RAM, SDRAM, DDR RAM? What is it all about? The novice might suddenly appear bemused or mystified at the brandishing of such 21st Century sorcery, but they are nothing more than acronyms which indicate memory in a computer.
So fear not, as we will finally put this confusion to rest in the following paragraphs to explain where the terms come from and what they mean.
The acronym RAM simply stands for Random-Access Memory and is commonly known as the memory modules (or the modern DIMM’s) used in your computer in order to store information. The DIMM modules are inserted into slots in your motherboard (which commonly have up to four slots) and fixed via two clips at the side of each slot.
Hence it is data storage which enables your processor, via its control unit, to access and retrieve information, perhaps store it in its registers temporarily and use it to run a program. RAM is volatile and is cleared each time you switch your machine off, not permanent storage such as a hard drive (until formatted or otherwise anyway).
There are many types of RAM available, and when looking to upgrade your machine it isn’t enough to just mention RAM on its own. It is just a generic term for computer memory and is included with other prefixes (such as ‘DDR SD’ RAM or ‘SDR SD’ RAM) to specify exactly the type of module. Types of widely used RAM include Double or Single-Data Rate and others.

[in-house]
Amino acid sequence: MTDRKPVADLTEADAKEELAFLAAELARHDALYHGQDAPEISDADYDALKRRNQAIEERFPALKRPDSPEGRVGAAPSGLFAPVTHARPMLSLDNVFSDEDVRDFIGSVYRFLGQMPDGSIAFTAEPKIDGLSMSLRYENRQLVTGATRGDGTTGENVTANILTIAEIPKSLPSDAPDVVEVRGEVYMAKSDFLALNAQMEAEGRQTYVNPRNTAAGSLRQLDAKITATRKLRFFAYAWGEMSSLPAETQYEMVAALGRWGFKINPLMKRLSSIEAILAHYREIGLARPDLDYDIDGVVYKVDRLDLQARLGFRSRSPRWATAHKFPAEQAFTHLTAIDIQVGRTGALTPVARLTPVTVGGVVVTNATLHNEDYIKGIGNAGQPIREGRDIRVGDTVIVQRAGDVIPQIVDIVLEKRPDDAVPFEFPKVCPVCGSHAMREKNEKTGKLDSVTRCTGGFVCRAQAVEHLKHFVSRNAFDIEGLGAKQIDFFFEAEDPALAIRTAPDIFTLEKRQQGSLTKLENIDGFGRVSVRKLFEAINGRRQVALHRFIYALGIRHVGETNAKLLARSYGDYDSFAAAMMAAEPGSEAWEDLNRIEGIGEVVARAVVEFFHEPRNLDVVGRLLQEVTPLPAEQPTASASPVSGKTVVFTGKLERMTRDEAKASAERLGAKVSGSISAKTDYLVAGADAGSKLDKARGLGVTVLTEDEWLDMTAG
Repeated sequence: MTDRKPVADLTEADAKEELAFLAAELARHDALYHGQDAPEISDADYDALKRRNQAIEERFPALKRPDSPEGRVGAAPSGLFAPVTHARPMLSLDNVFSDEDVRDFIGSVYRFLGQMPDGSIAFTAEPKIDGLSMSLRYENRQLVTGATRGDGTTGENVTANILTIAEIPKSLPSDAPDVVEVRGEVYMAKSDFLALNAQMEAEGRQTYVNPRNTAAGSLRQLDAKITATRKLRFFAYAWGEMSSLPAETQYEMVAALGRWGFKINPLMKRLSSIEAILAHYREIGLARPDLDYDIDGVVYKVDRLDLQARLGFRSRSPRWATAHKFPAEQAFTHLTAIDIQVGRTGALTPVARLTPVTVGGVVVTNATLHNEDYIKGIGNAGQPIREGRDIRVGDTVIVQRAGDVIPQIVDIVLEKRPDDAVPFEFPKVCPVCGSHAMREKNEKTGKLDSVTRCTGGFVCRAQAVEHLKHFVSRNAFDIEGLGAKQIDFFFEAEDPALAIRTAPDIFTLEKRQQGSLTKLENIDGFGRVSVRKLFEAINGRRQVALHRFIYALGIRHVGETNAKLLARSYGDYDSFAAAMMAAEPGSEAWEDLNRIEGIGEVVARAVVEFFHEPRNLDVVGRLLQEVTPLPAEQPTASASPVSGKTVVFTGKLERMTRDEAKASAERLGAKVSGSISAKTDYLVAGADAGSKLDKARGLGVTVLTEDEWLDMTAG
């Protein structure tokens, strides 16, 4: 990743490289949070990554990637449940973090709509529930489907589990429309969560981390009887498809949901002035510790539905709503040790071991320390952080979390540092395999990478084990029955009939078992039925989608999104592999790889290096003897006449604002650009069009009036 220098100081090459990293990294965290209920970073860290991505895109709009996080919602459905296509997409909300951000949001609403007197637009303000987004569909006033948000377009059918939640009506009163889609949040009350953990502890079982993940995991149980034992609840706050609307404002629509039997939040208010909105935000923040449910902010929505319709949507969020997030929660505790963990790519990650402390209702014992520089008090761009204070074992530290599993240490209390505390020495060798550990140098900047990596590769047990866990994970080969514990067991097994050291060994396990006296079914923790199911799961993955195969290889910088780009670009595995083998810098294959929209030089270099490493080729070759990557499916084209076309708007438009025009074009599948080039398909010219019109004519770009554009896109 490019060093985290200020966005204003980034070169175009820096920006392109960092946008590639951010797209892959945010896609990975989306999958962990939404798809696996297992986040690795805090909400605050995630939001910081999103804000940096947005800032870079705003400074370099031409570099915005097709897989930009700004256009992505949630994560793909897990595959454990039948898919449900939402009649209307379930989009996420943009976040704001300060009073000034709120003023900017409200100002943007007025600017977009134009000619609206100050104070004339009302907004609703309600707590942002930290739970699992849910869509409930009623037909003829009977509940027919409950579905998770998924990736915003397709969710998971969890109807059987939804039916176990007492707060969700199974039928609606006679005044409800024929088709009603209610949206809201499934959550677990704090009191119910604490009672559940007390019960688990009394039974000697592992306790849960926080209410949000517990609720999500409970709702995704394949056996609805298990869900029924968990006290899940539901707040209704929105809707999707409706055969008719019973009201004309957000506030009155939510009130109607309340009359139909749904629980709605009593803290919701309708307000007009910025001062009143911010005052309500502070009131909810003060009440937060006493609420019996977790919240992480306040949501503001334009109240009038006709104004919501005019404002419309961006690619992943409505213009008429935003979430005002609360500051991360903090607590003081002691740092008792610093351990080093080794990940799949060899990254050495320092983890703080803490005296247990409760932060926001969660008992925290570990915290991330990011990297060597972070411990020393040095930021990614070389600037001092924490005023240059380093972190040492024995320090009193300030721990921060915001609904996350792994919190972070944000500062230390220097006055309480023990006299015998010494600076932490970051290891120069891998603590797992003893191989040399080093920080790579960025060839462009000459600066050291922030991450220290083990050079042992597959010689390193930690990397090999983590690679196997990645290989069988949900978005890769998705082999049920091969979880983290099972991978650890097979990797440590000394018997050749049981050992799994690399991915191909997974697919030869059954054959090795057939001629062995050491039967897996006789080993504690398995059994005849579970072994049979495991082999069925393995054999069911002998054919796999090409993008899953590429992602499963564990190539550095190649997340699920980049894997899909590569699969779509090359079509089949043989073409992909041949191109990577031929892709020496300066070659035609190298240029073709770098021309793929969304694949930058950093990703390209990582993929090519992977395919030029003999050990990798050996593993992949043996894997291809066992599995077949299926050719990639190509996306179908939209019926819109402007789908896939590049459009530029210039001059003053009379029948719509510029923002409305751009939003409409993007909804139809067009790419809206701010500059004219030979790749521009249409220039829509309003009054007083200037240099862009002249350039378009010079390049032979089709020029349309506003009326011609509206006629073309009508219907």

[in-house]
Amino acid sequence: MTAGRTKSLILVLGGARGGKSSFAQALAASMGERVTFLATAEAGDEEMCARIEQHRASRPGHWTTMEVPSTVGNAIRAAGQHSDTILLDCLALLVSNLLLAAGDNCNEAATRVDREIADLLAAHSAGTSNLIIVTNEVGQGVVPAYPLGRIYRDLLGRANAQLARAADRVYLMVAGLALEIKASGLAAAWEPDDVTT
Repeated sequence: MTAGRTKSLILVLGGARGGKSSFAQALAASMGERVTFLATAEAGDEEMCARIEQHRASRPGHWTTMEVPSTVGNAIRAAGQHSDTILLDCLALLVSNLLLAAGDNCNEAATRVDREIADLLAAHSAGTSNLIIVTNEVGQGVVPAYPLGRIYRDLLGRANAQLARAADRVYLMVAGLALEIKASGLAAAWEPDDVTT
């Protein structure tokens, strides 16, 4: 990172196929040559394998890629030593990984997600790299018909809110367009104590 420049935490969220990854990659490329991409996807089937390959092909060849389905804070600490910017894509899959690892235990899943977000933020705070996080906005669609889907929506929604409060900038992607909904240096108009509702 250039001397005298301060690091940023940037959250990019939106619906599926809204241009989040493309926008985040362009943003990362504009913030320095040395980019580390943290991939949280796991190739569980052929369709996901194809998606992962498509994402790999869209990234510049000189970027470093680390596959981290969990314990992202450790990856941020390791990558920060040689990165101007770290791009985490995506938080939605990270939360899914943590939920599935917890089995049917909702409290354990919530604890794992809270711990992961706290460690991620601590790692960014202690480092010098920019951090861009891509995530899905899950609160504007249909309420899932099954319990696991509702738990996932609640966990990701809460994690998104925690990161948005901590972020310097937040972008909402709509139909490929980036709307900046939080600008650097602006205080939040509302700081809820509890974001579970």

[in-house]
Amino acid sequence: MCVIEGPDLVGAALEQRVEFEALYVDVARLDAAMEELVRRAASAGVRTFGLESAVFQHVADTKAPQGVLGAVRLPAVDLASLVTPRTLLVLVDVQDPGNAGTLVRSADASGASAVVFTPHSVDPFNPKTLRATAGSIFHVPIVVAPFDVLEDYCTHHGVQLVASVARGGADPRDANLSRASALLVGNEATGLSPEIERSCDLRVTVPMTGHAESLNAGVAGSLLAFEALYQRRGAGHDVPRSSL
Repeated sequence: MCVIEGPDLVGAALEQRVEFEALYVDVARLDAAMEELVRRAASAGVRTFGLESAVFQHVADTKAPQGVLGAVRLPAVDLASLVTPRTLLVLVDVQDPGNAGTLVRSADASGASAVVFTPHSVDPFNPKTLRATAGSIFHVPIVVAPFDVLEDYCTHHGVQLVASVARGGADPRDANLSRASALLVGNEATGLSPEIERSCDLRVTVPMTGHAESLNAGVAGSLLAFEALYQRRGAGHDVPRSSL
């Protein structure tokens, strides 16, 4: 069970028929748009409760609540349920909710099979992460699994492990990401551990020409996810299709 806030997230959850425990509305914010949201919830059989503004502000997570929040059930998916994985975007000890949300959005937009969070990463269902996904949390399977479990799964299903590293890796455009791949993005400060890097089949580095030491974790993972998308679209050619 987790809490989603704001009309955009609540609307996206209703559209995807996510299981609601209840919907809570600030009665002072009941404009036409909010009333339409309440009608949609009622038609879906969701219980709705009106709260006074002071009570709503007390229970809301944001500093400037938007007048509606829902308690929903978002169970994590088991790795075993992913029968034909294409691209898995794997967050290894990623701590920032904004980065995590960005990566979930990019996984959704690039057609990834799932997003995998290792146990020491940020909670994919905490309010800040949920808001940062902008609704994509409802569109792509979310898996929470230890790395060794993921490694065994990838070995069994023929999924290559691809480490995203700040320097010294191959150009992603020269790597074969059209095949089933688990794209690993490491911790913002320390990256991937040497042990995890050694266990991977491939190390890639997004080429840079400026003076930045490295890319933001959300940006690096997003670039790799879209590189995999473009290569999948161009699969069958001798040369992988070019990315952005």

The SD in SDRAM stands for synchronous-dynamic RAM and although developed in the 1970’s it gained popularity in the 1990’s to eventually replace older types of memory modules.
Synchronous essentially means that its operations are in-synch with your processor; it has a clock-input and it can be controlled by the system clock which also controls CPU operations. As such it is much faster since, in very simple terms, it is synchronized with both CPU and Front-side bus.
SDRAM is what is commonly used today from the Double-Data Rate (DDR) type 1 up to type 3 (DDR-3) all looking slightly different, i.e. the notch being in a different place, and offering different capabilities. DDR type 4 (DDR-4) is currently being developed, released in 2008, and is expected to be available by 2012.
Many motherboards now feature dual-channel memory which allows for the modules to be paired (i.e. slot 1-3, slot 2-4) and allows for improved memory usage and faster performance.
That is essentially the difference between these terms. Now you can avoid confusion and be more specific about what you need, bearing in mind that just using RAM (a generic term for computer memory) isn’t likely to get you anywhere when looking for upgrades.